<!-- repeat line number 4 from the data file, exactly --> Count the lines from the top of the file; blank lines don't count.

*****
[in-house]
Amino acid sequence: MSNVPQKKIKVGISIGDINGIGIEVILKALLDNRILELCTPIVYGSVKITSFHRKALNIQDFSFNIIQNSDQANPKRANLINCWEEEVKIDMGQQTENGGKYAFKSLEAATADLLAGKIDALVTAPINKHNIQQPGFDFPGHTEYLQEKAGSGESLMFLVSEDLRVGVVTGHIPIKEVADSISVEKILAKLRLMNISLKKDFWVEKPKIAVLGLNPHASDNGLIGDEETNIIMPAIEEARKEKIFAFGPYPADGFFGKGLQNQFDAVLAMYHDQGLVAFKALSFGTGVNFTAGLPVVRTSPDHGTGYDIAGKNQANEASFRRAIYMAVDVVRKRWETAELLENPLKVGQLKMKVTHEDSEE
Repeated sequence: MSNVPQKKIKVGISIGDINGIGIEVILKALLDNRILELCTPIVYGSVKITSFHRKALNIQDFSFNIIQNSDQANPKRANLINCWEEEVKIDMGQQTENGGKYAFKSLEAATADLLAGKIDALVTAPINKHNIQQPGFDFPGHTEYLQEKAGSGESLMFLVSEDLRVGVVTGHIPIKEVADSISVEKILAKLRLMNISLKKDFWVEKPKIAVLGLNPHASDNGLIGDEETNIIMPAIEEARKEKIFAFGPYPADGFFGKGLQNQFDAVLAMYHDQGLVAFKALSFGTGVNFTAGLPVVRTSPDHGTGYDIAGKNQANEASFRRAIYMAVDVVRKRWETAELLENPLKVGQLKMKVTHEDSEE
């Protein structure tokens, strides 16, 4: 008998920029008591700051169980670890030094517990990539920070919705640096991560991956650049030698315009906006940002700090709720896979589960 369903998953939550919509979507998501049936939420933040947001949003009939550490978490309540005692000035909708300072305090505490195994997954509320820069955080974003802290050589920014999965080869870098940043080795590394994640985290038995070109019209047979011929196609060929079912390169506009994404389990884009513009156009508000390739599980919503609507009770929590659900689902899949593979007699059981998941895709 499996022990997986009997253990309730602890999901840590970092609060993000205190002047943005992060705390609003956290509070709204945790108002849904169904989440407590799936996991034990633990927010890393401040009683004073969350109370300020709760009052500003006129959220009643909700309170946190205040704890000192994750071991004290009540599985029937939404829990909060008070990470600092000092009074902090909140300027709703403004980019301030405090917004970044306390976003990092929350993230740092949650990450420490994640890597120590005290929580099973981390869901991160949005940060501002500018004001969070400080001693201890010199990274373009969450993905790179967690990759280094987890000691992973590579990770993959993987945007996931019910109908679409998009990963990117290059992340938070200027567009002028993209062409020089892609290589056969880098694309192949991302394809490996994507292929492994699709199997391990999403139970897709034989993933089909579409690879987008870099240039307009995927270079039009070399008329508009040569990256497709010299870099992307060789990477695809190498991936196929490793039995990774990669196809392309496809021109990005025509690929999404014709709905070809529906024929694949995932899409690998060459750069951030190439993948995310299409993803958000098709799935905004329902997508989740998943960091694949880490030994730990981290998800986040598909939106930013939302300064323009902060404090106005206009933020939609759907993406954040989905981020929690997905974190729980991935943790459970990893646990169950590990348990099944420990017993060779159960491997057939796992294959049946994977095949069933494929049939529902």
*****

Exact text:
């Protein structure tokens, strides 16, 4: 008998920029008591700051169980670890030094517990990539920070919705640096991560991956650049030698315009906006940002700090709720896979589960 369903998953939550919509979507998501049936939420933040947001949003009939550490978490309540005692000035909708300072305090505490195994997954509320820069955080974003802290050589920014999965080869870098940043080795590394994640985290038995070109019209047979011929196609060929079912390169506009994404389990884009513009156009508000390739599980919503609507009770929590659900689902899949593979007699059981998941895709 499996022990997986009997253990309730602890999901840590970092609060993000205190002047943005992060705390609003956290509070709204945790108002849904169904989440407590799936996991034990633990927010890393401040009683004073969350109370300020709760009052500003006129959220009643909700309170946190205040704890000192994750071991004290009540599985029937939404829990909060008070990470600092000092009074902090909140300027709703403004980019301030405090917004970044306390976003990092929350993230740092949650990450420490994640890597120590005290929580099973981390869901991160949005940060501002500018004001969070400080001693201890010199990274373009969450993905790179967690990759280094987890000691992973590579990770993959993987945007996931019910109908679409998009990963990117290059992340938070200027567009002028993209062409020089892609290589056969880098694309192949991302394809490996994507292929492994699709199997391990999403139970897709034989993933089909579409690879987008870099240039307009995927270079039009070399008329508009040569990256497709010299870099992307060789990477695809190498991936196929490793039995990774990669196809392309496809021109990005025509690929999404014709709905070809529906024929694949995932899409690998060459750069951030190439993948995310299409993803958000098709799935905004329902997508989740998943960091694949880490030994730990981290998800986040598909939106930013939302300064323009902060404090106005206009933020939609759907993406954040989905981020929690997905974190729980991935943790459970990893646990169950590990348990099944420990017993060779159960491997057939796992294959049946994977095949069933494929049939529902």